Being a student at a liberal arts college has taught me that the translation of thought is our society’s most valuable currency. So when I got an email from a subscription mailing list about the Aspen Institute and The Atlantic hosting an “Ideas Forum,” I knew it was time for me to embark on a spontaneous adventure. After lots of last-minute bookings, frenzied “fitting-my-life-into-a-bag,” and red-eye bus rides, I found myself at the doors of Washington, D.C.’s Sidney Harman Hall, ready to be seated in an auditorium filled with remarkably passionate people, all restless to talk about our time’s most pressing issues.

Cross-national collaboration becomes increasingly important as we see other developing societies become more and more stable. South Korea, for example, used to be a U.S. aid recipient, but has now reached the status of a donor country. According to Secretary of State John Kerry, this shift in global responsibility will require more diplomacy and dialogue between the U.S. and foreign governments. International collaboration is becoming increasingly vital for markets as well. Southern Company’s CEO Thomas Fanning noted that 80% of the world’s purchasing power lies outside the U.S. For business owners and entrepreneurs, this means that considerations of scaling globally and engaging international markets should be factored into business models.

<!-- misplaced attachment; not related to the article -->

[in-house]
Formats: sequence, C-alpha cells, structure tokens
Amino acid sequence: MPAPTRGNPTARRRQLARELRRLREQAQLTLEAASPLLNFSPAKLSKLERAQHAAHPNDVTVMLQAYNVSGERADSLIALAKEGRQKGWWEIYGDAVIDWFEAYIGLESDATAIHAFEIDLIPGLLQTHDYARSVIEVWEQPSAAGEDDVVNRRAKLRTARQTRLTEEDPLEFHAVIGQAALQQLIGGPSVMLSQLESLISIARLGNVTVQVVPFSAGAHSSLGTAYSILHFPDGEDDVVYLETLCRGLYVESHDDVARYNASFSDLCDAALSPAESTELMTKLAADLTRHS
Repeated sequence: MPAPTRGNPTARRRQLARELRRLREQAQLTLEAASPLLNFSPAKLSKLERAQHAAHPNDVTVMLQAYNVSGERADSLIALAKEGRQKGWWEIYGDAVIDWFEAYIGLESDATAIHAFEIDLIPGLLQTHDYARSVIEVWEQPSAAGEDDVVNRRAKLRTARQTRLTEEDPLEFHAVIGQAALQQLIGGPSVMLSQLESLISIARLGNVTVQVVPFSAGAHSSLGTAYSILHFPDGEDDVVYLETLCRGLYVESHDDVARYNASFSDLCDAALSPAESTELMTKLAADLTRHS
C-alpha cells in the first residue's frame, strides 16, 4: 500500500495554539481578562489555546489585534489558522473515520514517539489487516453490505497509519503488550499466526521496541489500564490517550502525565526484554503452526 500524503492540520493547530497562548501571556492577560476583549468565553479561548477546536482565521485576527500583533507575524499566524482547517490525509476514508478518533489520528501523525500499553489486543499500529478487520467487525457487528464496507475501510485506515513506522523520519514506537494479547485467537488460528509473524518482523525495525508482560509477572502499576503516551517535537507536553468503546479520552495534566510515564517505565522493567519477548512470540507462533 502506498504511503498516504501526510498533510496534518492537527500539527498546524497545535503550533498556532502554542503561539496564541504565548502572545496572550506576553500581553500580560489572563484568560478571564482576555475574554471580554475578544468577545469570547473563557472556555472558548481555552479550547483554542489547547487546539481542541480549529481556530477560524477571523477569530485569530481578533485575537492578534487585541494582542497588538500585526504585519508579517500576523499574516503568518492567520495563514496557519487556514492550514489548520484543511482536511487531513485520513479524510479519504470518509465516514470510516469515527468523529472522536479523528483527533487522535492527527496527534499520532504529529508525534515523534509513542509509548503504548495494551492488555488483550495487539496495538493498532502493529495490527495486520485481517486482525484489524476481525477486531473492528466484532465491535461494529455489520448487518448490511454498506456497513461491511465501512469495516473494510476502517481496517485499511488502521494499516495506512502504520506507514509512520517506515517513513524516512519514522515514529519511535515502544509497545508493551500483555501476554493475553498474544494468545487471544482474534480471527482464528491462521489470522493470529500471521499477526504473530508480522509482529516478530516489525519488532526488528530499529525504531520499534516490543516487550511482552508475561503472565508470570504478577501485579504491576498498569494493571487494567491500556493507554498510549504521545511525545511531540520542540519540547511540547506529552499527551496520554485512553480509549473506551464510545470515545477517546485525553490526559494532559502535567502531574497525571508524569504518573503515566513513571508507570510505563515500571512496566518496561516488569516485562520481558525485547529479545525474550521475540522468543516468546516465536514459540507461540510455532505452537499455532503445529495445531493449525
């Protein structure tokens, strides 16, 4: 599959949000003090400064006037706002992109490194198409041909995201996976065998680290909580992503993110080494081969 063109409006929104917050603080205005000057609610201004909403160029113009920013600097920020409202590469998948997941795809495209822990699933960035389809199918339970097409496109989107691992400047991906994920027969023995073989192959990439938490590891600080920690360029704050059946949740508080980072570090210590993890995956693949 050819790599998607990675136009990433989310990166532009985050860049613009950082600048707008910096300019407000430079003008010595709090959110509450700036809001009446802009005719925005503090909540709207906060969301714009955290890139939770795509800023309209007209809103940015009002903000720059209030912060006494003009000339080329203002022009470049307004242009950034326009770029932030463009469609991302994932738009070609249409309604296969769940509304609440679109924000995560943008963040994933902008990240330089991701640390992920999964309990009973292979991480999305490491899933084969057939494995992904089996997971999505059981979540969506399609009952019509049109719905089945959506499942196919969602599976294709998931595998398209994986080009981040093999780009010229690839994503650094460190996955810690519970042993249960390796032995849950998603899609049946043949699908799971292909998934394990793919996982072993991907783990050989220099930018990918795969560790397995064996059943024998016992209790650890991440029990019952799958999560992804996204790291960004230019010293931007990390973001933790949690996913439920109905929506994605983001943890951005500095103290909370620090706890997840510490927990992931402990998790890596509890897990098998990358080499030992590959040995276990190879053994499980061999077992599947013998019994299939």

Ebola requires readiness. Health infrastructures must be bolstered and strengthened to account for the possibility of outbreak, which is why President Obama commissioned a Global Health Security Council earlier this year. The theme of preparation is critical, and is especially applicable to preparing the next generation for our progressively technological society. Code has become a modern-day language and the alphabet needs to be taught early, according to White House Chief Technology Officer Megan Smith, who claims that code should be taught to 2nd graders. Secretary of Commerce Penny Pritzker believes that the U.S. would be leading the world in 3D printing, internet design, and phototonics, underlining the importance of investing in innovation. 

With over a third of the conference’s speakers holding “CEO” or “Co-Founder” positions (such as edX’s Anant Agarwal, Etsy’s Chad Dickerson, and DEKA’s Dean Kamen), the notion became very clear that several groundbreaking advancements are on the horizon, and we need to get people involved and excited about the process.

The Washington Ideas Forum spanned diverse topics—everything from energy, to food, to political campaigns, to genomics, to defense, to sports. Without a doubt, though, Ebola held a special place in the conference, and for good reason. Not only did it speak to issues of science policy and health research, but it tied together other greater messages worthy of attention. 

So instead of criticizing the “unnecessary hype,” let’s continue the conversation, think out loud, and share our ideas.